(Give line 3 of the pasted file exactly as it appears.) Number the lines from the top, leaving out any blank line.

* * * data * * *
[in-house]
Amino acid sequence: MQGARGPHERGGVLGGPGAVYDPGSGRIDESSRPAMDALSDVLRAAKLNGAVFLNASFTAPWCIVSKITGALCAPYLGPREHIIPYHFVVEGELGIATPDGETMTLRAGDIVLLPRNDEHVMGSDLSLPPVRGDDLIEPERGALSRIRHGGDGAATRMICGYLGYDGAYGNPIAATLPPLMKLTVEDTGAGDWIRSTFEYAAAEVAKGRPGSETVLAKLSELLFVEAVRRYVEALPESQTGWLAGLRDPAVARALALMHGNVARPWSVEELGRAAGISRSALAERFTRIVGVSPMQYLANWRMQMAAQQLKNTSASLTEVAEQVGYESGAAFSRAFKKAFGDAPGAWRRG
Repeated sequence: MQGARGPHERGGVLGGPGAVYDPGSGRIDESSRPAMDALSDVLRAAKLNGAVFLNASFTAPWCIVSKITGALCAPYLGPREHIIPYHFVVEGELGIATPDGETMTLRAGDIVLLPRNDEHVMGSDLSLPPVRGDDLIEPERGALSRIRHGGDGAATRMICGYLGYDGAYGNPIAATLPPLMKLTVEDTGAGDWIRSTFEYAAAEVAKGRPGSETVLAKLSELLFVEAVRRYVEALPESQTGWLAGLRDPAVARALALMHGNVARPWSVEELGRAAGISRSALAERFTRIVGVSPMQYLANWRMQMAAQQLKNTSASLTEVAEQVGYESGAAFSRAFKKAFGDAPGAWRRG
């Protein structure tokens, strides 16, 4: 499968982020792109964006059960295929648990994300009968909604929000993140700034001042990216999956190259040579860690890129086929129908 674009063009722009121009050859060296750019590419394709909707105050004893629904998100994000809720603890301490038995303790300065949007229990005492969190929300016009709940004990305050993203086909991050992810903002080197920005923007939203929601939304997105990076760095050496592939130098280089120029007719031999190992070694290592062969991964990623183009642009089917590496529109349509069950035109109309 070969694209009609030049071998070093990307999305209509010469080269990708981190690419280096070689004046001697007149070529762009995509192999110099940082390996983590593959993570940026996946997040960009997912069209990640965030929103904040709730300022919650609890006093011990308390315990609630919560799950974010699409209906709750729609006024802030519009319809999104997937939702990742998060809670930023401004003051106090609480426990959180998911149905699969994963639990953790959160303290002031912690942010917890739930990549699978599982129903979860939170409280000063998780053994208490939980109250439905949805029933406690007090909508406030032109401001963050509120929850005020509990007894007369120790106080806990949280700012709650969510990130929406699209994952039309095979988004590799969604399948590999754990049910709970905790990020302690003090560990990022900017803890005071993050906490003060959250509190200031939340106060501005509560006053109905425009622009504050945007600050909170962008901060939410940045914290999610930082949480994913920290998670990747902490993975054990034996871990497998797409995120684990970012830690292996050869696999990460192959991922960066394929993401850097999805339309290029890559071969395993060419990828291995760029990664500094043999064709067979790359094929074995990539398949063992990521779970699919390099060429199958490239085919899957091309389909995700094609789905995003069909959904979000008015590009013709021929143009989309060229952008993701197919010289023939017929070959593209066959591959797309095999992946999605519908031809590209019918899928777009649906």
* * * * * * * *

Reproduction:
Repeated sequence: MQGARGPHERGGVLGGPGAVYDPGSGRIDESSRPAMDALSDVLRAAKLNGAVFLNASFTAPWCIVSKITGALCAPYLGPREHIIPYHFVVEGELGIATPDGETMTLRAGDIVLLPRNDEHVMGSDLSLPPVRGDDLIEPERGALSRIRHGGDGAATRMICGYLGYDGAYGNPIAATLPPLMKLTVEDTGAGDWIRSTFEYAAAEVAKGRPGSETVLAKLSELLFVEAVRRYVEALPESQTGWLAGLRDPAVARALALMHGNVARPWSVEELGRAAGISRSALAERFTRIVGVSPMQYLANWRMQMAAQQLKNTSASLTEVAEQVGYESGAAFSRAFKKAFGDAPGAWRRG